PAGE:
“Come join our circus where we all wear masks/Lie to our fans and expect it to last,” she sings. “Could it be that the trick is on us?/Masquerading like we are the one/Can you blame us?/It started as fun/Didn’t know that the game must be won—sorry.” The verses take a closer, more personal look at falling victim to the R&B makeover machine: “Never did I lie/Never did I mean to trick y’all/But they told me this is how to get rich, y’all/Make a hit song, same lame lyrics, same bass, same kick drum.”
So the visual picture has changed. But for reasons either complicated or as simple as that Kelis became distracted by expensive shiny objects, Kelis Was Here is insanely good. Sans Neptunes, Kelis opts for a hodgepodge of sounds—from the Toni Basil–meets–Joan Jett feel of “I Don’t Think So” to the alt-rock of the will.i.am-produced “Till the Wheels Fall Off,” to the Latin beat of “Have a Nice Day.” It’s a different backdrop, and she’s hardly doing anything different—still whispering, still revealing her secrets in a disinterested tone, still refusing to belt out lyrics in R&B fashion—but it’s complex and fascinating nonetheless.
The model Kelis has been pursuing over the past few years—a mix of mainstream and alternative—is fully realized here. For every “Bossy,” there is a “Trilogy,” which is wonderfully strange and less likely to be tapped as a single. One of the album’s finest moments, it’s a Scott Storch–produced sci-fi romp of waving keys and unidentifiable extraterrestrial noises that set the stage for an outer-space hookup song. No desserts or cars for Kelis: She goes Judy Jetson and implores her boo to “put on [his] moon suit” and find his way to her galaxy.
On “Lil Star,” produced by and featuring vocals from Gnarls Barkley’s better half, Cee-Lo Green, the two put together a sweet soul lullaby. Still, it feels like a larger statement is being made when Kelis says there’s nothing special about her, “she’s just a little star,” and Cee-Lo replies by trying to convince her otherwise.
The few lackluster moments come when Kelis tries on songs that are too sexually charged or radio-ready for her new new image. S&M track “Blindfold Me,” on which the singer adopts the submissive posture and claims that “When he want it, he blindfolds me/And then I get sexy on him” might have been funny and caustic in the hands of the old Kelis of big hair and platinum teeth. But in the hands of the freshly iced-out ingénue, it’s much too much. Ditto for “Aww Shit!”—a Mr. Bangladesh-produced, ambient-sounding track that features Kelis doing a poor imitation of intimate club.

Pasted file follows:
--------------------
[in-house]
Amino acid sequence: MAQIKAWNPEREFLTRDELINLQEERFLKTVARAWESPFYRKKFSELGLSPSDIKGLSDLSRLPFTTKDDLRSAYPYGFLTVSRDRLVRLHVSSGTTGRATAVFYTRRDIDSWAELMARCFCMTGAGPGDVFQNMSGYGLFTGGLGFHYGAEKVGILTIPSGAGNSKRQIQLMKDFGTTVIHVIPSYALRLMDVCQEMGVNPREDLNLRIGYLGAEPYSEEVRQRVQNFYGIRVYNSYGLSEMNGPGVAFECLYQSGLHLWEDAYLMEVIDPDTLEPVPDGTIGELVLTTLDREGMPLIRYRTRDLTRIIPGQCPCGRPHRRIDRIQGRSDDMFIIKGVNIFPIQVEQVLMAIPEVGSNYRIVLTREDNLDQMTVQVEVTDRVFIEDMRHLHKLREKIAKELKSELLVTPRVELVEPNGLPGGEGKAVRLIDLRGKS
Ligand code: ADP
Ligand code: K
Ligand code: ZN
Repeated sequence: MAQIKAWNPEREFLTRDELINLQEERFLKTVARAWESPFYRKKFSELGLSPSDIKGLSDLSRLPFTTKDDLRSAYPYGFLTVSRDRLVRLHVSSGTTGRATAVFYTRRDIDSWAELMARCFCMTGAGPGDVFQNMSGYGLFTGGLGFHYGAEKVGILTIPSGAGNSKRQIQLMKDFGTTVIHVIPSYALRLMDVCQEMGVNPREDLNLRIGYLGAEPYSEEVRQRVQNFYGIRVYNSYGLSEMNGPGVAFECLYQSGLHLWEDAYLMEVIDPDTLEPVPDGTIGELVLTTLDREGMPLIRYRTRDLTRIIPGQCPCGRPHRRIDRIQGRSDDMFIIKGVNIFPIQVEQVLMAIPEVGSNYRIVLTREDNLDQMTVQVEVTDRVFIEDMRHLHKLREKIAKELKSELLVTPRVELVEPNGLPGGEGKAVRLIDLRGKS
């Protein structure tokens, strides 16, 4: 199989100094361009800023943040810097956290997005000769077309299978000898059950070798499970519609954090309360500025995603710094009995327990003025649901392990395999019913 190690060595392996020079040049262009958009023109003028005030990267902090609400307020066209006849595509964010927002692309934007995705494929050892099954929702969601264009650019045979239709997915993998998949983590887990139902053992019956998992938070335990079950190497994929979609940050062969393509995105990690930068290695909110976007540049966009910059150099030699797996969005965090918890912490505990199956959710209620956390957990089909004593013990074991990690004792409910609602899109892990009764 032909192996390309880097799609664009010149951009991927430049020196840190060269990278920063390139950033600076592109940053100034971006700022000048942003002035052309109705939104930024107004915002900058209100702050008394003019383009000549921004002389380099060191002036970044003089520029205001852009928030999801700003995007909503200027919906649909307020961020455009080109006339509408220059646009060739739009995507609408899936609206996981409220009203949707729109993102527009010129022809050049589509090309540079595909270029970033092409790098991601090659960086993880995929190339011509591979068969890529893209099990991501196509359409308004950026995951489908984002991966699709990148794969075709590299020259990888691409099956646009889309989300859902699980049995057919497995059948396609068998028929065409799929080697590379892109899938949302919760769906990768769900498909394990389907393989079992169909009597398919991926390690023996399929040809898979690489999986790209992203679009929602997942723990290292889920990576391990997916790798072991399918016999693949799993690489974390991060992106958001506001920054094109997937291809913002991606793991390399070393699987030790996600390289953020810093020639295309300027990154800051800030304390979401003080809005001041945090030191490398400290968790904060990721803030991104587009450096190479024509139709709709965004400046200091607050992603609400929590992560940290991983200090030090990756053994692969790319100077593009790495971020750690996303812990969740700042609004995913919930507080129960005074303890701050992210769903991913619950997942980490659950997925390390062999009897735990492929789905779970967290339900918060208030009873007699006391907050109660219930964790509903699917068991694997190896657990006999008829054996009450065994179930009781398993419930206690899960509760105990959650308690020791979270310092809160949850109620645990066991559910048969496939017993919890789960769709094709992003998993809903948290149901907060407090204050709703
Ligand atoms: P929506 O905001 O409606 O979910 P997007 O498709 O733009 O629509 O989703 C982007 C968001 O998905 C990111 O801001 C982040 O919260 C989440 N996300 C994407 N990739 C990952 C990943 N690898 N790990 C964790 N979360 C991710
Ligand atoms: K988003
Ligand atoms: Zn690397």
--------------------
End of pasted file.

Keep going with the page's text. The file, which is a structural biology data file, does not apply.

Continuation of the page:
But the clunkers are always followed by tracks such as “Like You,” on which Kelis attempts to explain the difference between liking someone and like liking someone. It’s driven by what sounds, at first, like an enthusiastic whistle or flute, but turns out to be a seizing sample of an aria from Mozart’s “The Magic Flute” that slows down and reveals itself as the song progresses—a trick as deceptively simple as the singer herself.
In the booklet for Kelis Was Here, Kelis models a series of curious cheeky images—a Jazz Age strumpet, a detective and a Li’l Red Riding Hood who may not have anything under their costumes, and a Playboy bunny (Happy Birthday, Mr. Jones!). But despite her shifting appearance, which, oddly enough, has turned girls who wear frayed jeans and Vans into exactly what they despise—girls who pick apart other girls’ looks—she’s still got the good stuff; she’s a peculiar woman who has decided that if the world refuses to separate her looks from her lyrics, she’s going to make a creative statement by tinkering with both.
And even if her fans can’t discern the subtle difference between a run-of-the-mill R&B tart and an artist wearing the outfit of said tart for effect, they don’t have to love her, they don’t even have to like her, but they should try and respect her. CP